Paula's Reviews > The Woodlanders

The Woodlanders by Thomas Hardy
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Aug 24, 07

Recommended for: british lit fans
Read in August, 2007

So I read this book because I love Hardy's work--Tess of the d'Urbervilles, Jude the Obscure, and Far from the Madding Crowd. The Woodlanders isn't as famous as these three.

It's interesting to read Hardy and D.H. Lawrence together. Both focus on themes of marital/sexual alienation, discovery, and rebellion, and have great sympathy for women. Both were also poets, and Hardy went so far as to shun novel-writing for poetry later in his life, believing many of his novels, because they were serialized, to be too influenced by commercial necessity. As a writer, Lawrence is the more "modern" and self-consciously experimental of the two. Hardy is more austere in style, while at the same time more optimistic than Lawrence about the possibility of human goodness. Both writers were regarded as controversial in their lifetimes due to their frank treatment of sex and their latent critiques of the English class system.

The Woodlanders is a story about Grace and her close-quarters relationship with the three men in her life: her father who dotes on her and has invested his middle-class salary into her education, her childhood sweetheart Giles who comes to represent a purity/unity with nature threatened by industry and the upper class, and her adult lover Fitzpiers, a doctor with an aristocratic background. The novel starts at the point where Grace returns to her parent's woodland home after finishing school. Her father is tormented by his promise to "give" her to Giles, since her education has now elevated her above him in class and standing. Grace thus marries her social better, Fitzpiers, but comes to sorrow when he regrets his "slumming" and essentially abandons her.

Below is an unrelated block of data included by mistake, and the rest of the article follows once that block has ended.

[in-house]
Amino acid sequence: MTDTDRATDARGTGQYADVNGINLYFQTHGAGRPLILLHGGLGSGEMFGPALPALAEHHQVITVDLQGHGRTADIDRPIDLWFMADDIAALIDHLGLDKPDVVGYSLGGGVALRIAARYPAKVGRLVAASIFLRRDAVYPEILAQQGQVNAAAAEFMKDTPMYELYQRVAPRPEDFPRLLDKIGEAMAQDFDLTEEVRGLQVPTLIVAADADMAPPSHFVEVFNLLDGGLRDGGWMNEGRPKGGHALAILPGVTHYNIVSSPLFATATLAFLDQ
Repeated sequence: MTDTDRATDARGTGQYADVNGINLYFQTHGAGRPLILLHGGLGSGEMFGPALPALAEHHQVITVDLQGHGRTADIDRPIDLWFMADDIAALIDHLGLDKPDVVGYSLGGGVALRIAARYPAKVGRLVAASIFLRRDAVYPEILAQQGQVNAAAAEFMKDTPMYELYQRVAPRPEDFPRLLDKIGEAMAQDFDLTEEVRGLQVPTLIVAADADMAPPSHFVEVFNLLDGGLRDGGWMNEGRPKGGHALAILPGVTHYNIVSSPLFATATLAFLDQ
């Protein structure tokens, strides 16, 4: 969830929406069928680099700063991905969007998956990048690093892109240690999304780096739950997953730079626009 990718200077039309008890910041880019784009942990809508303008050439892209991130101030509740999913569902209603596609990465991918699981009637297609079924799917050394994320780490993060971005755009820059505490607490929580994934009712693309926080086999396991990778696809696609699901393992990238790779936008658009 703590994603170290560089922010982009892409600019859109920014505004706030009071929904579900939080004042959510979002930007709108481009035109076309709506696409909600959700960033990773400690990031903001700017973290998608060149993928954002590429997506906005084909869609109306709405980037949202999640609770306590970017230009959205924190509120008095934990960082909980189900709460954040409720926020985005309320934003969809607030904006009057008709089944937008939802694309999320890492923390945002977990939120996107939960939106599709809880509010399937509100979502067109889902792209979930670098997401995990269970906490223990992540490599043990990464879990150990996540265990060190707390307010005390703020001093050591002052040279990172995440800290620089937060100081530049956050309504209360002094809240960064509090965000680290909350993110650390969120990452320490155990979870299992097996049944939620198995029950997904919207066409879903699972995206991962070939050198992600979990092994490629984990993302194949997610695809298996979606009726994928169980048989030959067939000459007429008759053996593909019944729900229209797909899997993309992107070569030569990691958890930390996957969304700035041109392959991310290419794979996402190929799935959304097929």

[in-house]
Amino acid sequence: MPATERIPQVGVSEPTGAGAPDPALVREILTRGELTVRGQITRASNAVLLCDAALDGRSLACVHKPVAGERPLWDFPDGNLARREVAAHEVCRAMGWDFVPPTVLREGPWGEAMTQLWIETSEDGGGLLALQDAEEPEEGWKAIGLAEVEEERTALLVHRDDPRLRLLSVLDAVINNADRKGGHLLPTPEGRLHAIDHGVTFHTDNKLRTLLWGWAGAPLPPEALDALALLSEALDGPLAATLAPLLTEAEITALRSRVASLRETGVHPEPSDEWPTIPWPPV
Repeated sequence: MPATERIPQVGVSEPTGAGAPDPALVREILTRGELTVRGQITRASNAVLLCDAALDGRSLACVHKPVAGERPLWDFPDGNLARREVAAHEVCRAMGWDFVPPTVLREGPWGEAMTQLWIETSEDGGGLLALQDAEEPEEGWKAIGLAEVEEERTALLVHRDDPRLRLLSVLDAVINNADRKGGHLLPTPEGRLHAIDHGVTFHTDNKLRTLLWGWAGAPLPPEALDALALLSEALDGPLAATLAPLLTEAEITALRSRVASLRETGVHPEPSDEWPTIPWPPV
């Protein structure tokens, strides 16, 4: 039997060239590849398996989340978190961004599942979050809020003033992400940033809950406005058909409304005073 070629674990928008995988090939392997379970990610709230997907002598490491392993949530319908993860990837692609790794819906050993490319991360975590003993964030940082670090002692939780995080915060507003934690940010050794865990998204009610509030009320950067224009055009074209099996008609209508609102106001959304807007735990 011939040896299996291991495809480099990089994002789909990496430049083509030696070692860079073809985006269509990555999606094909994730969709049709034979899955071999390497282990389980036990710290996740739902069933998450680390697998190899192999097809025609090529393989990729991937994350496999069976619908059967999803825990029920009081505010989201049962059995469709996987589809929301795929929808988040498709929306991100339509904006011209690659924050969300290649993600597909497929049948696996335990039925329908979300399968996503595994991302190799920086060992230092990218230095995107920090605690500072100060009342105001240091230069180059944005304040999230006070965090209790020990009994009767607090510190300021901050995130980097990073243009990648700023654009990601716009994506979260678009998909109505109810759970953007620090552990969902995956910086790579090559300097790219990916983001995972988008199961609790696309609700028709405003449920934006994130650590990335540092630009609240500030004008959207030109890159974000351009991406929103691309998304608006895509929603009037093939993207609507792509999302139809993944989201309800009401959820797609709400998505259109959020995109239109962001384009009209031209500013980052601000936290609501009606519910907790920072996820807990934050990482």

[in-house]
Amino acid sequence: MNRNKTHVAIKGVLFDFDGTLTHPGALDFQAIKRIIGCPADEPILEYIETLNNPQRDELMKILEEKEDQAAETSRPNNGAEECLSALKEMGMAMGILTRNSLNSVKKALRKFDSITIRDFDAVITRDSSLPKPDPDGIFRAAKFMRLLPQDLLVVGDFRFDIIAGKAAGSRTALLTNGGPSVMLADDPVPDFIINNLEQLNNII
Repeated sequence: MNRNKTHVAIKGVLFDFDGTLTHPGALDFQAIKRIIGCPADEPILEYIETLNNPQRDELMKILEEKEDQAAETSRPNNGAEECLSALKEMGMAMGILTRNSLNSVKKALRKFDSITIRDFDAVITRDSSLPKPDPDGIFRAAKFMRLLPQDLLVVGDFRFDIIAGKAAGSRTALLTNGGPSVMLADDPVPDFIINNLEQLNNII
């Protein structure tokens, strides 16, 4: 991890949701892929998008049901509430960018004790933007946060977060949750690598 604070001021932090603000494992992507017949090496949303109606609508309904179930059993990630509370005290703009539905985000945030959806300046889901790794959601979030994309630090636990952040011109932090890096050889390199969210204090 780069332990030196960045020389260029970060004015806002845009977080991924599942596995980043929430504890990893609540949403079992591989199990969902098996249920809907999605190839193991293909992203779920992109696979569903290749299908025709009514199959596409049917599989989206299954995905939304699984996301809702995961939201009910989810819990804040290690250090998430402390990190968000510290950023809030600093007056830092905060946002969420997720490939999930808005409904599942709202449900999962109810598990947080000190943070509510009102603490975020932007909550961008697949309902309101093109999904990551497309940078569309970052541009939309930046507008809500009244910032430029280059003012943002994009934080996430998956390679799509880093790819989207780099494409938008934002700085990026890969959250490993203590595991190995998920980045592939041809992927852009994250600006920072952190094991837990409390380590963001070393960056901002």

The book focuses on the minutiae of propriety in the handling of a young unmarried woman, and the choices available to an abandoned wife when divorce was still only an option for the uber-rich. It's fascinating to see the ways in which Grace and her men must all constantly face acceptable social strictures governing their behavior, even when they attempt to defy these strictures. Hardy points to how this social structure ultimately keeps Grace imprisoned and alienated from herself. By the time she discovers how she really feels and what she wants, it's too late, and society, especially the divorce laws at the time, make sure to keep her from happiness.

Stylistically, the Woodlanders is not as mature as Jude the Obscure. Hardy lays it on a little thick at the end, and the characters often come across as too broadly sketched, where Grace = the doe-eyed ingenue, Giles = the Christ figure/pure of heart Nature Boy, and Fitzpiers = the heartless aristocrat. Still, serialized or not, the book is fascinating for its concentrated setting (one small village in the woods), and for the dense and darkly comical mood Hardy's sympathetic third-person narration evokes.

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